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Viewing cable 09MOSCOW367, GAZPROM FACING TOUGH FINANCIAL TIMES AHEAD

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Reference ID Created Released Classification Origin
09MOSCOW367 2009-02-13 14:02 2011-01-05 11:11 UNCLASSIFIED//FOR OFFICIAL USE ONLY Embassy Moscow
Appears in these articles:
http://www.spiegel.de/
VZCZCXRO1716
PP RUEHAG RUEHAST RUEHDA RUEHDBU RUEHDF RUEHFL RUEHIK RUEHKW RUEHLA
RUEHLN RUEHLZ RUEHNP RUEHPOD RUEHROV RUEHSK RUEHSR RUEHVK RUEHYG
DE RUEHMO #0367/01 0441453
ZNR UUUUU ZZH
P 131453Z FEB 09
FM AMEMBASSY MOSCOW
TO RUEHC/SECSTATE WASHDC PRIORITY 1953
INFO RUCNCIS/CIS COLLECTIVE PRIORITY
RUEHZL/EUROPEAN POLITICAL COLLECTIVE PRIORITY
RUEHXD/MOSCOW POLITICAL COLLECTIVE PRIORITY
RHEHNSC/NSC WASHDC PRIORITY
RHMFIUU/DEPT OF ENERGY WASHINGTON DC PRIORITY
RUCPDOC/DEPT OF COMMERCE WASHDC PRIORITY
UNCLAS SECTION 01 OF 04 MOSCOW 000367

SENSITIVE
SIPDIS

DEPT FOR EUR/RUS, FOR EEB/ESC/IEC GALLOGLY AND WRIGHT
EUR/CARC, SCA (GALLAGHER, SUMAR)
DOE FOR HEGBURG, EKIMOFF
DOC FOR JBROUGHER

E.O. 12958: N/A
TAGS: EPET ENRG ECON PREL RS
SUBJECT: GAZPROM FACING TOUGH FINANCIAL TIMES AHEAD

REF: MOSCOW 153

Sensitive but unclassified. Please protect accordingly. Not
for internet distribution.

-------
SUMMARY
-------

1. (SBU) Gazprom's financial outlook for 2009 is increasingly
bleak. The company's revenues from exports to Europe are set
to decline dramatically as gas prices to Europe, which lag
oil prices by about six months, head to one-third their peak
price. Unfortunately for Gazprom -- and the GOR, which
depends heavily on Gazprom for its budget -- this trend will
be amplified and prolonged by reduced European demand due to
recession and pricing pressure from massive new volumes of
LNG. Domestically, hopes for higher revenues from
liberalized prices are fading as the GOR will find it
politically difficult to raise gas prices during an economic
downturn. Furthermore, Gazprom is facing substantial debt
repayments in 2009, yet continues to talk of new
multi-billion dollar investments. The markets have rightly
punished the company, driving down its stock price by over
70% from its peak, giving the company little hope of
achieving its long-sought goal of becoming the "most valuable
company in the world." End summary.

-----------------------------------------
LOW PRICES TO HIT GAXPROM HARD IN 2009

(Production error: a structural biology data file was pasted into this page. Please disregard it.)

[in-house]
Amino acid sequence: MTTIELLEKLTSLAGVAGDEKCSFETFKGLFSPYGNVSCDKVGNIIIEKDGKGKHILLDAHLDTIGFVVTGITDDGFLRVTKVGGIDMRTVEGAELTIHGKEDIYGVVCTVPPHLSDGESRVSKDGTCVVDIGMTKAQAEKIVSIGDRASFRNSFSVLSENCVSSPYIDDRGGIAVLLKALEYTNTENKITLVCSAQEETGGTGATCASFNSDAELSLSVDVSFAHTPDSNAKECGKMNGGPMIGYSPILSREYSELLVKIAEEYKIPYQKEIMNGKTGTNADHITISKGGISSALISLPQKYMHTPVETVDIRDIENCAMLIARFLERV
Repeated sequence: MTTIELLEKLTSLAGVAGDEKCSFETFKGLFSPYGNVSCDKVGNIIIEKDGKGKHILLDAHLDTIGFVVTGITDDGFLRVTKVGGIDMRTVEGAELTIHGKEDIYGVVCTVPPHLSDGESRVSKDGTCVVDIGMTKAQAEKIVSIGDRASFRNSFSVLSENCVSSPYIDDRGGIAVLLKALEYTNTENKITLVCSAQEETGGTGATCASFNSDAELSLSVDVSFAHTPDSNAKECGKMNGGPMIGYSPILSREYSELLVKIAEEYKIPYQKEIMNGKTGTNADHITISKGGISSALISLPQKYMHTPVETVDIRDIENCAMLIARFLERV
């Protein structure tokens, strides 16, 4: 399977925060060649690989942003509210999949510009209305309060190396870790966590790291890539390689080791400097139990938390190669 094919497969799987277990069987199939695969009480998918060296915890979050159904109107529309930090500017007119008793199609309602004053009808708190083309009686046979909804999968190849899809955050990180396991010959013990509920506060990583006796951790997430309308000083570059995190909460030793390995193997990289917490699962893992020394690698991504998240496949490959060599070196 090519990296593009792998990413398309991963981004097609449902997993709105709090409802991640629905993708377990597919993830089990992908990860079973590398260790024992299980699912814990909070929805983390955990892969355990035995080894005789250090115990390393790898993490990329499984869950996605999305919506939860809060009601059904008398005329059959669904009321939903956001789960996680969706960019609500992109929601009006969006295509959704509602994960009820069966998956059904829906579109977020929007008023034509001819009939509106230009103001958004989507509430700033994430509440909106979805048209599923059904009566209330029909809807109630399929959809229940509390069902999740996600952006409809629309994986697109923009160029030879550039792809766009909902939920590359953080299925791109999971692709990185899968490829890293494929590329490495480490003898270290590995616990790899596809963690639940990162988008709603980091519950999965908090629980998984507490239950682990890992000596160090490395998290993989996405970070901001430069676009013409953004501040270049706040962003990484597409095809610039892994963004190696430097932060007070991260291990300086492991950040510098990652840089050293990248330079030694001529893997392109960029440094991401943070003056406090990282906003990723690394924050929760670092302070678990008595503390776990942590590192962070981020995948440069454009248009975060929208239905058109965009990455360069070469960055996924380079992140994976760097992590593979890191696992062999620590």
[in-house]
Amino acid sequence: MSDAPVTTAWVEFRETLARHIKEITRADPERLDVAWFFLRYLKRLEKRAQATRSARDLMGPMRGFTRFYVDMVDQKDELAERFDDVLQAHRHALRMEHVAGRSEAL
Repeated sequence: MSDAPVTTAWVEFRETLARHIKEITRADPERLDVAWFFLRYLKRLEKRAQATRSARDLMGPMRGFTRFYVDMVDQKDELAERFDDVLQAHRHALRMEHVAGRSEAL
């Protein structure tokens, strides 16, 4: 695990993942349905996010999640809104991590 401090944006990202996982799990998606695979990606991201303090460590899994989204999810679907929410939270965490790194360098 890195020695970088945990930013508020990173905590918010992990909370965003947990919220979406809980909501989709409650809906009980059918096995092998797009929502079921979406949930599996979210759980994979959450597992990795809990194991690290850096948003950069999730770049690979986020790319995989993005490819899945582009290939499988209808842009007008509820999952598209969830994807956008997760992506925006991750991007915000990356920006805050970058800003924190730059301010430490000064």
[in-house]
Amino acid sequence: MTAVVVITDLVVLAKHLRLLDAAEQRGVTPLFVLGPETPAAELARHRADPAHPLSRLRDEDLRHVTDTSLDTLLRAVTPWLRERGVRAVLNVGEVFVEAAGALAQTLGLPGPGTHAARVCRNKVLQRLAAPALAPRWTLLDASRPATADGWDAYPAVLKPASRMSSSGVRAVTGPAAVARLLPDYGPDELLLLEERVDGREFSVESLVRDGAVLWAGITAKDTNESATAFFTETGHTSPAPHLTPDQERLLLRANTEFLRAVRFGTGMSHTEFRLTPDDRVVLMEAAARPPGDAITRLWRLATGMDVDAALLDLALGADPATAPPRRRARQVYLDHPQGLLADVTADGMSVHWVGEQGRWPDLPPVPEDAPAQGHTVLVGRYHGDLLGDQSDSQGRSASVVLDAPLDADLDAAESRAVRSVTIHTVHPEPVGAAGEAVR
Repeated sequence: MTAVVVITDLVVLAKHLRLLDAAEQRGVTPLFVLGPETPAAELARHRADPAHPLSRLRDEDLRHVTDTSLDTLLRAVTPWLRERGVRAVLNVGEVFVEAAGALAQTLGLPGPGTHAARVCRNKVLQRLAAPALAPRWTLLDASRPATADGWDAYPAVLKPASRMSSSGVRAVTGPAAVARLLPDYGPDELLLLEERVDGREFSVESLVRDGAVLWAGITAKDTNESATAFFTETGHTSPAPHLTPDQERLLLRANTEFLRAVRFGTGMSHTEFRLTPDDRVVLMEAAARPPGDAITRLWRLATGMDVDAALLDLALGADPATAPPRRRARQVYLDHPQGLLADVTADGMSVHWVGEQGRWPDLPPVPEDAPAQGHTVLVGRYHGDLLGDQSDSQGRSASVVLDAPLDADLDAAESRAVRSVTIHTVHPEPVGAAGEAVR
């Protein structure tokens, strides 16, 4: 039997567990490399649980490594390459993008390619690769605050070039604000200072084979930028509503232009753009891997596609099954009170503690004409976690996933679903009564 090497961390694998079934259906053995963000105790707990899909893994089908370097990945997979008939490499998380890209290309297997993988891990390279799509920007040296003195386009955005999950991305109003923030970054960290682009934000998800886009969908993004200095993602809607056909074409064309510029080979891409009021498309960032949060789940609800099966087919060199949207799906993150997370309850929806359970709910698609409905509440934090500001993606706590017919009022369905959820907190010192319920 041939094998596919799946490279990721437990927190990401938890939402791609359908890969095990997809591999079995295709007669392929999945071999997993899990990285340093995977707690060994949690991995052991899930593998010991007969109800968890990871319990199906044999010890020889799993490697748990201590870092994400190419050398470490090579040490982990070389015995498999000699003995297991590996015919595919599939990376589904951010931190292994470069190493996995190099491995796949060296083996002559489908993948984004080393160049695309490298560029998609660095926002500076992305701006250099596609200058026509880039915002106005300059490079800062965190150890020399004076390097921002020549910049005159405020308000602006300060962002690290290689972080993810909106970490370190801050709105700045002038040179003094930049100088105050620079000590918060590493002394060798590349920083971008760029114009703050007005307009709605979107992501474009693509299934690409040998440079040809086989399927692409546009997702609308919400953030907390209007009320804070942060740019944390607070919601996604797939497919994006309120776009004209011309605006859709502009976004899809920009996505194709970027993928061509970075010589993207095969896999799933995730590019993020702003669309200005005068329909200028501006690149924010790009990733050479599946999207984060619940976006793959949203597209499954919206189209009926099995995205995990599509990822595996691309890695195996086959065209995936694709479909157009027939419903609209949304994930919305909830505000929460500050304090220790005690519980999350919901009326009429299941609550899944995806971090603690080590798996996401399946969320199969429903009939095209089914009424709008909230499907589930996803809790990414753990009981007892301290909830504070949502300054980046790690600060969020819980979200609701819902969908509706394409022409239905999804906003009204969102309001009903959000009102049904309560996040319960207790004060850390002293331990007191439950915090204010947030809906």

-----------------------------------------

2. (SBU) Gazprom's revenues from European gas sales are
dropping fast. In a February 6 presentation to investors,
Gazprom predicted an average gas price to Europe of $280 per
thousand cubic meters (mcm) in 2009, down from an average
price of $409 per mcm in 208. Considering the European
market alone, Gazprom's price estimate combined with its
expected decline in the volume of sales, from 179 billion
cubic meters (bcm) to 170 bcm, would result in decreased
revenues of approximately $26 billion for Gazprom in 2009,
compared to 2008.

3. (SBU) The financial hit of reduced gas sales to Europe is
amplified by Gazprom's relative dependence on those sales.
Gazprom's figures indicate that revenues from Europe were $73
billion in 2008, while revenues from the former Soviet Union
(FSU) states and from the domestic market combined were
approximately $31 billion -- meaning European sales account
for over 70% of Gazprom's revenues from gas sales.

4. (SBU)xxxxxxxxxxxx, told us on
February 9 that he expected Gazprom's quarterly revenues from
Europe to drop steadily from a peak of $26 billion in the
fourth quarter of 2008, to just $7 billion in the third
quarter of 2009. The price of Russian gas sold to European
customers is based on formula tied to oil and lags the oil
price trend by 6 to 9 months. The precipitous drop in oil
prices from the summer 2008 peak will thus cause gas prices
to Europe to drop similarly from the first quarter of 2009 to
the third quarter. Smith estimated the average price to
Europe would drop from $512 per mcm in the fourth quarter of
2008 to just $170 per mcm in the third quarter of 2009.

-------------
...AND BEYOND
-------------

5. (SBU) Unfortunately for Gazprom, there does not seem to be
much hope for a rebound in the prices it can charge European
customers. Wood Mackenzie, a global energy consulting firm,
predicts continued downward pressure on European gas prices
for the next few years. Tim Lambert, Vice-President at Wood
Mackenzie, told the AmCham Energy Committee on February 5
that his company has significantly lowered its forecast for
European gas demand in the coming years as the effects of the
recession take hold.

6. (SBU) Lambert noted that reduced European demand will
coincide with large increases in global volumes of LNG,
largely from Qatar, coming online in 2009 and 2010. Lambert

MOSCOW 00000367 002 of 004


explained that most of this LNG would find itself in Europe,
over-supplying the market and driving spot-market gas prices